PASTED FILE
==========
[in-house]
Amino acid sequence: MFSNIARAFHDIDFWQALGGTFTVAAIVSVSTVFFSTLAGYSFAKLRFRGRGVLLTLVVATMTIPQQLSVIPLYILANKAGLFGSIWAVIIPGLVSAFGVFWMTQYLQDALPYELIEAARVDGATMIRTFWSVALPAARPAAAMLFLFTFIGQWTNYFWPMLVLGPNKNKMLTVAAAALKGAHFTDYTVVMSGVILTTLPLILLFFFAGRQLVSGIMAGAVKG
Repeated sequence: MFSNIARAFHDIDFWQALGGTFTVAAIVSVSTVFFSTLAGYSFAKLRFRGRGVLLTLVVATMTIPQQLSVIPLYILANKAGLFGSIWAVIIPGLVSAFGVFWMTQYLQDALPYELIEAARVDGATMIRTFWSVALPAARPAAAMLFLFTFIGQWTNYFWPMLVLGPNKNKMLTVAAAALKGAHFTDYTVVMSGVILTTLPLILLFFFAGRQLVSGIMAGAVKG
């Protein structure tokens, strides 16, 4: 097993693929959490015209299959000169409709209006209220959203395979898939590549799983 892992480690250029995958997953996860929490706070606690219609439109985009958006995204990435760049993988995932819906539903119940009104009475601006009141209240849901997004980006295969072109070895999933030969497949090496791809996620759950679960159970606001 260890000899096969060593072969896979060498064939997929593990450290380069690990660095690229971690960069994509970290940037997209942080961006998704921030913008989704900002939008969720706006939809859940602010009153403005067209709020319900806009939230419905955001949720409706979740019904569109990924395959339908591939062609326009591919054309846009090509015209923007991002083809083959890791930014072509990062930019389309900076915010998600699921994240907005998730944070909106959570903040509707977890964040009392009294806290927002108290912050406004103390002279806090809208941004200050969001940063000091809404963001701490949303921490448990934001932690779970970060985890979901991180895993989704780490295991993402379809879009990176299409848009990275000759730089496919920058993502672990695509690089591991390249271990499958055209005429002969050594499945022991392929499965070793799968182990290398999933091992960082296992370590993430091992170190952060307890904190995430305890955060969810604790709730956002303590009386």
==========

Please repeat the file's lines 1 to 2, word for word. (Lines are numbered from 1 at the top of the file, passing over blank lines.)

[in-house]
Amino acid sequence: MFSNIARAFHDIDFWQALGGTFTVAAIVSVSTVFFSTLAGYSFAKLRFRGRGVLLTLVVATMTIPQQLSVIPLYILANKAGLFGSIWAVIIPGLVSAFGVFWMTQYLQDALPYELIEAARVDGATMIRTFWSVALPAARPAAAMLFLFTFIGQWTNYFWPMLVLGPNKNKMLTVAAAALKGAHFTDYTVVMSGVILTTLPLILLFFFAGRQLVSGIMAGAVKG